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Follow These 3 Steps to Take Advantage of the Health Care Job Market

Stethoscope on top of medical document

Four million.

That’s how many new health care jobs the U.S. Bureau of Labor Statistics predicts will be added to the economy between 2016 and 2026. It works out to more than one new job per hundred people. Just from health care.

Workers currently in the health care industry don’t need to be convinced that their services are in high demand. The evidence is everywhere — from long shifts to short staffs.

But beneath the tension and stress of a hectic work environment, there’s opportunity.

If you’re feeling the effects of a high-demand health care job, you should take it as a sign that now’s the time to weigh your options on the job market. Otherwise you may be leaving money — and a better life — on the table.

To find out how health care workers can take full advantage of the current job market, we talked to Aerotek Practice Lead Bob Barlau and Recruiter C.J. McMunn.

They drew on their combined experience placing candidates in health care positions to recommend the following steps to exploring the job market:

Step 1: Know what’s out there — and what you want

Working in a field as demanding as health care means you’re often very busy. On top of that, you’ve also got the basic responsibilities of any adult so it’s good to know what other work environments and roles are available to you — and figure out what you really care about.

What motivations most frequently drive health care workers to seek out new positions?

According to McMunn, “Pay, culture, location and hours. Those are really big ones.” Barlau adds, “I’d also say that some people are all about advancement, promotion and their career track.”

The current health care job market definitely makes it possible for you to find a new job that offers:

  1. Better pay
  2. A more supportive work culture
  3. Higher staffing levels to ease your workload
  4. A more convenient location
  5. More flexible or reliable scheduling
  6. Excellent opportunity for career growth

Prioritizing your motivations before you look will help you decide between available positions. You can address whatever compromises you might’ve made on lower job priorities later in your search process.

Step 2: Evaluate the full array of options

The health care industry tends to divide specialized labor into specific categories and practices.

For example, if you’re a rotation nurse on the floor of a hospital’s acute gerontology care wing, you may be tempted to only scan the job market for other acute gerontology care hospital wing positions. But doing so would automatically eliminate plenty of excellent job options.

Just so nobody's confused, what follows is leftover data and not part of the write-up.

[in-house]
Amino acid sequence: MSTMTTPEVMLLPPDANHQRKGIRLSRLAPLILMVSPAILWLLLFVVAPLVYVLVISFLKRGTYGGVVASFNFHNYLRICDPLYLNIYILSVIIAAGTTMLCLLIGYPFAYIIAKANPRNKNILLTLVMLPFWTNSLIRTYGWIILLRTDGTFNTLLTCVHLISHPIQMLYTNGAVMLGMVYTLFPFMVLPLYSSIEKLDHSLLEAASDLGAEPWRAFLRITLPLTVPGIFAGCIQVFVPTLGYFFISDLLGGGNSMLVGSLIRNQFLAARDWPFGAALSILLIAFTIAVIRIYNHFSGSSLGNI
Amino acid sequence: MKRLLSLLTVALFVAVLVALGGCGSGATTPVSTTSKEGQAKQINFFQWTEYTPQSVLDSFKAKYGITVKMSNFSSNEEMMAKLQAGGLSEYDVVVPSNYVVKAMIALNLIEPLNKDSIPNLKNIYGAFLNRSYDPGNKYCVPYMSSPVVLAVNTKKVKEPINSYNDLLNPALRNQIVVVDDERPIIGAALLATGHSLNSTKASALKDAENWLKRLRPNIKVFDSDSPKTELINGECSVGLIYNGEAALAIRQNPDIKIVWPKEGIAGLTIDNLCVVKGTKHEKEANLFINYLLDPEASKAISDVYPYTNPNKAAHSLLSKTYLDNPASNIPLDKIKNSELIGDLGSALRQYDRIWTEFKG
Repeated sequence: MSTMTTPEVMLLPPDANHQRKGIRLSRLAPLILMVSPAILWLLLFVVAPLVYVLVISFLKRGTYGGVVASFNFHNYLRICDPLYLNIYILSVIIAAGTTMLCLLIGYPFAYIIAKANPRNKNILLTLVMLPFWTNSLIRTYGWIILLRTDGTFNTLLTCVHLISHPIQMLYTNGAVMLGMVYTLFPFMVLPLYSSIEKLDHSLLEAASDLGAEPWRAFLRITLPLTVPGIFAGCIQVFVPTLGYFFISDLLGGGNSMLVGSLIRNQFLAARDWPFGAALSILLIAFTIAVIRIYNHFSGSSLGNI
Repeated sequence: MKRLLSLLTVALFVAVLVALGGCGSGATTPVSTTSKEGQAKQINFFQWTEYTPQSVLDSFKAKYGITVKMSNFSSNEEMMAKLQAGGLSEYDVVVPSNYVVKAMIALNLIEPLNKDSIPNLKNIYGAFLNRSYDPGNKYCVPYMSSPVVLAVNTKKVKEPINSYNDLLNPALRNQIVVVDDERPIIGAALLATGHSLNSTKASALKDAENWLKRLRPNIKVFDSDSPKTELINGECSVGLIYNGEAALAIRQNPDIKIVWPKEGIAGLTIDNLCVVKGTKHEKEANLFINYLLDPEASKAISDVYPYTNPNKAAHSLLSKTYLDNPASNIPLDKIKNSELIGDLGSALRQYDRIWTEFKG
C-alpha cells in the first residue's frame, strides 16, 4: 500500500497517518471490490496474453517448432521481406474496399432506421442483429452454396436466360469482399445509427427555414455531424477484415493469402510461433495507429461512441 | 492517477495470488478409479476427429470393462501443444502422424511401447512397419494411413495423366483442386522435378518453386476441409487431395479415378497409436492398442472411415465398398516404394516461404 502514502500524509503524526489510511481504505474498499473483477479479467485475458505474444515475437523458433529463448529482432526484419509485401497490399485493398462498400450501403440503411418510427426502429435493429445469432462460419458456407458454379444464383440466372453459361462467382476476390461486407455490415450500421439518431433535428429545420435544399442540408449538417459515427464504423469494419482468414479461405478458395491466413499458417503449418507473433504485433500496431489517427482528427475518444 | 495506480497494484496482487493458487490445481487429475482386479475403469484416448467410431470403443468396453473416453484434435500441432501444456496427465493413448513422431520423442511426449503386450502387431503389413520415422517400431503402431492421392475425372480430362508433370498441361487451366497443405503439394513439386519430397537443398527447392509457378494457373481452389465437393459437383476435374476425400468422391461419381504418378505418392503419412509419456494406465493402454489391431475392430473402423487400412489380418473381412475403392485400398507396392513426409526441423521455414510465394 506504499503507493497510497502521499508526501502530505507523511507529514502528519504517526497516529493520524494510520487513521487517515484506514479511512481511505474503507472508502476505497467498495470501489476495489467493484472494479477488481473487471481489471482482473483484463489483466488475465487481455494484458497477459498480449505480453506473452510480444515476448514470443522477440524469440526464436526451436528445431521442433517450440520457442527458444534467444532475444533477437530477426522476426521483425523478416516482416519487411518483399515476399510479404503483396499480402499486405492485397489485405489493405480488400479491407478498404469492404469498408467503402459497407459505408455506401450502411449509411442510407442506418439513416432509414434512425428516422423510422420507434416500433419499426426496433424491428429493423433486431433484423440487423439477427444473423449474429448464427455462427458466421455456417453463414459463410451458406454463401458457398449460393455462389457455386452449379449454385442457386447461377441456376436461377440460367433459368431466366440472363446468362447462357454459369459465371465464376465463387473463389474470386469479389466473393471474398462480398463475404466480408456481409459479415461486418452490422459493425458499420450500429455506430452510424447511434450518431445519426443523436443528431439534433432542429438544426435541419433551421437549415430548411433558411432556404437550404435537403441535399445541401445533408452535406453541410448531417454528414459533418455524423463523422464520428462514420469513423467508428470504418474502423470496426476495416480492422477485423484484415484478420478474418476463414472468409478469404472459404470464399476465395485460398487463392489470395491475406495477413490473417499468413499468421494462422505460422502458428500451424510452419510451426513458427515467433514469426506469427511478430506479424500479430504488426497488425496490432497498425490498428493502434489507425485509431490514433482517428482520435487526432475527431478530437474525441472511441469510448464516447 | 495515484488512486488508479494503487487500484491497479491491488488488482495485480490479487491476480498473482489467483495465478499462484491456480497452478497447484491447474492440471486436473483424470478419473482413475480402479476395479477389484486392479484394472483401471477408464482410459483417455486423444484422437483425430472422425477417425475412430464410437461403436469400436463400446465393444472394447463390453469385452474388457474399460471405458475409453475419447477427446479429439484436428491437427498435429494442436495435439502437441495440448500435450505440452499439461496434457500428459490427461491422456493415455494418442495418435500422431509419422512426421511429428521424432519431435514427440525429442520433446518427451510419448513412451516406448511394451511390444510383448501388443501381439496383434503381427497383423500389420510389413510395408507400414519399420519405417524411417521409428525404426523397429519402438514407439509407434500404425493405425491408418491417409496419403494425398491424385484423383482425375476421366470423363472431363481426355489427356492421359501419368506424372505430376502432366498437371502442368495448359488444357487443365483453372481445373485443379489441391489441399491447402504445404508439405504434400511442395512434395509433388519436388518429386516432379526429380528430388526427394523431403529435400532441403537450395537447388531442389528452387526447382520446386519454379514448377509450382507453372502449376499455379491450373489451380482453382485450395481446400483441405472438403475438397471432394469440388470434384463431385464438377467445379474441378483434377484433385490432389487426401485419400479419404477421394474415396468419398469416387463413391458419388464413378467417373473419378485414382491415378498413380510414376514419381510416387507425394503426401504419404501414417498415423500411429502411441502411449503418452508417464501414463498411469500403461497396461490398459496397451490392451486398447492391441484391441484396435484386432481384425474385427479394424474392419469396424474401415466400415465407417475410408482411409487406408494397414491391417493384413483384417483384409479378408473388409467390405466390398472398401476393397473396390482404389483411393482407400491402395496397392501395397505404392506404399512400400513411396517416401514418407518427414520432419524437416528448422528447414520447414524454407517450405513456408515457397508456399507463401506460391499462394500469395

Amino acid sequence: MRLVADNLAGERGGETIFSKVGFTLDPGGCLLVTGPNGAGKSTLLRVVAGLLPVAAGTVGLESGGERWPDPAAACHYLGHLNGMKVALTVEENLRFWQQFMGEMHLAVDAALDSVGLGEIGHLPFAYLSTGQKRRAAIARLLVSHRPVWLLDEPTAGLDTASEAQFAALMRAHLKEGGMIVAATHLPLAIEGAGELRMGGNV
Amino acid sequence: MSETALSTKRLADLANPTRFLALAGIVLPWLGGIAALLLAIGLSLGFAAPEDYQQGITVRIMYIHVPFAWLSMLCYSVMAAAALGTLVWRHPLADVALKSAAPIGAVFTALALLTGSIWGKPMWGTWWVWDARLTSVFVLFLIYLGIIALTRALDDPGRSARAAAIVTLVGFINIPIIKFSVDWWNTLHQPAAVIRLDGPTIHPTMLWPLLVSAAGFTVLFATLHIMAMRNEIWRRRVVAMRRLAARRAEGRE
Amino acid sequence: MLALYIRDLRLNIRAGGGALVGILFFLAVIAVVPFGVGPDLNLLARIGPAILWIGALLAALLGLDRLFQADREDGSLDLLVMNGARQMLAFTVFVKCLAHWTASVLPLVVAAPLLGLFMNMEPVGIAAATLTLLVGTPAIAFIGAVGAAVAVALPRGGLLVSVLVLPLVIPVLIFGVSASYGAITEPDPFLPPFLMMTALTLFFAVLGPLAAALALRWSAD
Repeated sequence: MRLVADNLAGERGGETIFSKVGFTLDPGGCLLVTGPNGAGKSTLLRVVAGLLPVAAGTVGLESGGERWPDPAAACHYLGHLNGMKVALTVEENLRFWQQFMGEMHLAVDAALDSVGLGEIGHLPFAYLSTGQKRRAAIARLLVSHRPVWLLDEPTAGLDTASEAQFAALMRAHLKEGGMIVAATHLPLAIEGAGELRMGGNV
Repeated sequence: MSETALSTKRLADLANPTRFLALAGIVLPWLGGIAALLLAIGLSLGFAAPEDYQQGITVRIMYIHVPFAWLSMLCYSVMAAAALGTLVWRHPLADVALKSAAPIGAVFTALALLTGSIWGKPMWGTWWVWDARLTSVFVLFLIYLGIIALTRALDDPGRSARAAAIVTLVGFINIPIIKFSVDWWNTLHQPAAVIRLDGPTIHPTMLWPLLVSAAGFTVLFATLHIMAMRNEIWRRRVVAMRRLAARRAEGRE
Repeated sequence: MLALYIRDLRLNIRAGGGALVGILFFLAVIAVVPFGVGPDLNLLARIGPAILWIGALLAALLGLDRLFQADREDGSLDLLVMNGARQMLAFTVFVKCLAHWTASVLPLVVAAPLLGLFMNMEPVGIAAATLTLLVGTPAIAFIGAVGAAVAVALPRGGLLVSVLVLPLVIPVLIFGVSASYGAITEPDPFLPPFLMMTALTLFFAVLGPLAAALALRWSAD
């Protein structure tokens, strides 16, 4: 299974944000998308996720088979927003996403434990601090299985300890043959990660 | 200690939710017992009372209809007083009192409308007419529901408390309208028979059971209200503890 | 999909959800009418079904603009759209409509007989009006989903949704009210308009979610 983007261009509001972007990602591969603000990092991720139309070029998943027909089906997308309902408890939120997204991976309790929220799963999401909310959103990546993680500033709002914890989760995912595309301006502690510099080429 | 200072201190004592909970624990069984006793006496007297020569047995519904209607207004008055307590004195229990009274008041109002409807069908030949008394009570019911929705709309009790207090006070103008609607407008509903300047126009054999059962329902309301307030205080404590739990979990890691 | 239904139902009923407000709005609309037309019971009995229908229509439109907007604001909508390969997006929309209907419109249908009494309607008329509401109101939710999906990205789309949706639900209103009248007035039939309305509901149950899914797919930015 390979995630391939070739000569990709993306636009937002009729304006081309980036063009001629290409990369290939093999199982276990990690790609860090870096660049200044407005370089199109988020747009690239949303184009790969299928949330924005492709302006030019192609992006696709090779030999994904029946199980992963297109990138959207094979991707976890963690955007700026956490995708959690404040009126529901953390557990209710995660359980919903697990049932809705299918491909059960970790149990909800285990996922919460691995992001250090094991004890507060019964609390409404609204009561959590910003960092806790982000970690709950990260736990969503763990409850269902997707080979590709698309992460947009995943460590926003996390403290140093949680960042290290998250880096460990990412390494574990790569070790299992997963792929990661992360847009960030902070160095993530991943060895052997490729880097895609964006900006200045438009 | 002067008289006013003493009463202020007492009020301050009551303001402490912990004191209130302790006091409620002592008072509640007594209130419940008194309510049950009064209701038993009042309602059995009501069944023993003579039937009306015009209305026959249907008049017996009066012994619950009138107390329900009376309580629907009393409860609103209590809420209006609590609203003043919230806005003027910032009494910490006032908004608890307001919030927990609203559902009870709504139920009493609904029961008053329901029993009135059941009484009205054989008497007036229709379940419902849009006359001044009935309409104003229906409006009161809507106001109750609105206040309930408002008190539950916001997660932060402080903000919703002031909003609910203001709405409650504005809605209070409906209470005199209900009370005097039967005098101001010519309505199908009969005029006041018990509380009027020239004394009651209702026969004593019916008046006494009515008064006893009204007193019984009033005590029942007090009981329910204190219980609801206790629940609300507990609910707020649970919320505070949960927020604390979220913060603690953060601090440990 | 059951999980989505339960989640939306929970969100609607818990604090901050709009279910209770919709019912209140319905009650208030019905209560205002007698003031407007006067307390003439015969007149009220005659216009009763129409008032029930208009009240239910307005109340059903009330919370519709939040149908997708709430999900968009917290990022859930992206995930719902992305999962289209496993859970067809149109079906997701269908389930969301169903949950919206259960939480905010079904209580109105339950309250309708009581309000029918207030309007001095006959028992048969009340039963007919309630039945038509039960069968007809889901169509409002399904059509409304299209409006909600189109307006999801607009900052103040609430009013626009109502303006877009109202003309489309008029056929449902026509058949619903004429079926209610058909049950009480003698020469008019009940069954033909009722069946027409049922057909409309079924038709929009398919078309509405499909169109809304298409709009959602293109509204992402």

“I feel like most health care job seekers don't really know how much further they can go in their search,” says Barlau. “With the job market being what it is, it’s easy for health care workers to just go on job boards and throw a bunch of resumes out, and choose from what comes back.”

To take full advantage of this job market, you’ll want to expand your search to positions within your skill set but in different environments. Consider broadening your search for opportunities from hospitals to insurance companies, from a family office to a clinic, from triage to the lab or from retail pharmacy to an in-house operation.

Your skills may transfer into a variety of options you haven’t considered.

Leadership is one such option. “With any company and in any role in health care, if you have the right skills and a certain amount of experience, you could qualify you as a lead,” says McMunn. “Sometimes people kind of short change themselves and they might not know it, but if you just ask, you might be the lead on a team.”

Step 3: Leverage your advantages in a focused search

As a health care worker, you won’t need to put a lot of effort into finding a job. But while you no longer have to go above and beyond as a prerequisite to employment, doing so can get you to your dream job that much faster.

As other health care job seekers slide into complacency, the job market increasingly presents the opportunity to earn better offers for those willing to set themselves apart in the search process.

“It’s become less and less common for health care candidates to write a really readable resume that’s tailored to the position they’re applying to,” says Barlau. “And,” says McMunn, “interview preparation is slipping. Candidates in health care aren’t always going into their job interviews knowing about the company, knowing who they're interviewing with or having questions ready that are relevant to the position.”

In a market where most job seekers aren’t paying such close attention to detail, you can increase your chances of getting an offer, hearing back faster and even negotiating a higher pay rate. All you have to do is spend extra effort on the logistical aspects of the job application process. The work you do now to perfect your resume, LinkedIn profile, cover letter, supplementary materials and interview skills can pay dividends.

With the job market in its current state, health care workers have a golden opportunity to get ahead and improve their quality of life. If you’re concerned about alienating your current employer with an obvious of a job search, reach out to a recruiting partner, or see what else is out there.